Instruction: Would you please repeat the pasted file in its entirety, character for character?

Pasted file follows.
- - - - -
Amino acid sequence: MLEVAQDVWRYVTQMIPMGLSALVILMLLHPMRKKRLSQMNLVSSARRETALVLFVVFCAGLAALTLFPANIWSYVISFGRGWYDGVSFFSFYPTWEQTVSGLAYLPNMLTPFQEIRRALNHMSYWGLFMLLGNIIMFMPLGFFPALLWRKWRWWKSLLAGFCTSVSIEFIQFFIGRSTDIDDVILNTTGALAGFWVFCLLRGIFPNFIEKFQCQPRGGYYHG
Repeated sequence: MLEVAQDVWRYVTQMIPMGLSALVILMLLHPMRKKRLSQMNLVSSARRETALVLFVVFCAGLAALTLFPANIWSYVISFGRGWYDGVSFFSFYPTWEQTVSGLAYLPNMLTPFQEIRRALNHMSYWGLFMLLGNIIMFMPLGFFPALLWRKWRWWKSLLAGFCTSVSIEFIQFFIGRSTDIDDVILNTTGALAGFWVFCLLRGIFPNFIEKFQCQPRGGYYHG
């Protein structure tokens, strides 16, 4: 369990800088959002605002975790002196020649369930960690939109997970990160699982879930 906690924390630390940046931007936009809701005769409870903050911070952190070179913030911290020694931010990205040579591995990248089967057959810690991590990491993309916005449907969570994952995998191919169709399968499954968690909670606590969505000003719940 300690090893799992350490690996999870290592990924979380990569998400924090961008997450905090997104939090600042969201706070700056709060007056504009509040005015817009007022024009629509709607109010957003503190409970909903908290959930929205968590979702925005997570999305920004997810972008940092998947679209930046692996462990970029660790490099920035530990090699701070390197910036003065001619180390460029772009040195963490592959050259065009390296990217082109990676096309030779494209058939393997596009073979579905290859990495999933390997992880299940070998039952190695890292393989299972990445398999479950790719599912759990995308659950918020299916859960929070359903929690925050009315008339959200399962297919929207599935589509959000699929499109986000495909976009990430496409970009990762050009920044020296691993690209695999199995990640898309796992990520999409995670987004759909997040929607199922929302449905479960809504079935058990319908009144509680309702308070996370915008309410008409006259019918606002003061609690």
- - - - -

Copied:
Amino acid sequence: MLEVAQDVWRYVTQMIPMGLSALVILMLLHPMRKKRLSQMNLVSSARRETALVLFVVFCAGLAALTLFPANIWSYVISFGRGWYDGVSFFSFYPTWEQTVSGLAYLPNMLTPFQEIRRALNHMSYWGLFMLLGNIIMFMPLGFFPALLWRKWRWWKSLLAGFCTSVSIEFIQFFIGRSTDIDDVILNTTGALAGFWVFCLLRGIFPNFIEKFQCQPRGGYYHG
Repeated sequence: MLEVAQDVWRYVTQMIPMGLSALVILMLLHPMRKKRLSQMNLVSSARRETALVLFVVFCAGLAALTLFPANIWSYVISFGRGWYDGVSFFSFYPTWEQTVSGLAYLPNMLTPFQEIRRALNHMSYWGLFMLLGNIIMFMPLGFFPALLWRKWRWWKSLLAGFCTSVSIEFIQFFIGRSTDIDDVILNTTGALAGFWVFCLLRGIFPNFIEKFQCQPRGGYYHG
């Protein structure tokens, strides 16, 4: 369990800088959002605002975790002196020649369930960690939109997970990160699982879930 906690924390630390940046931007936009809701005769409870903050911070952190070179913030911290020694931010990205040579591995990248089967057959810690991590990491993309916005449907969570994952995998191919169709399968499954968690909670606590969505000003719940 300690090893799992350490690996999870290592990924979380990569998400924090961008997450905090997104939090600042969201706070700056709060007056504009509040005015817009007022024009629509709607109010957003503190409970909903908290959930929205968590979702925005997570999305920004997810972008940092998947679209930046692996462990970029660790490099920035530990090699701070390197910036003065001619180390460029772009040195963490592959050259065009390296990217082109990676096309030779494209058939393997596009073979579905290859990495999933390997992880299940070998039952190695890292393989299972990445398999479950790719599912759990995308659950918020299916859960929070359903929690925050009315008339959200399962297919929207599935589509959000699929499109986000495909976009990430496409970009990762050009920044020296691993690209695999199995990640898309796992990520999409995670987004759909997040929607199922929302449905479960809504079935058990319908009144509680309702308070996370915008309410008409006259019918606002003061609690």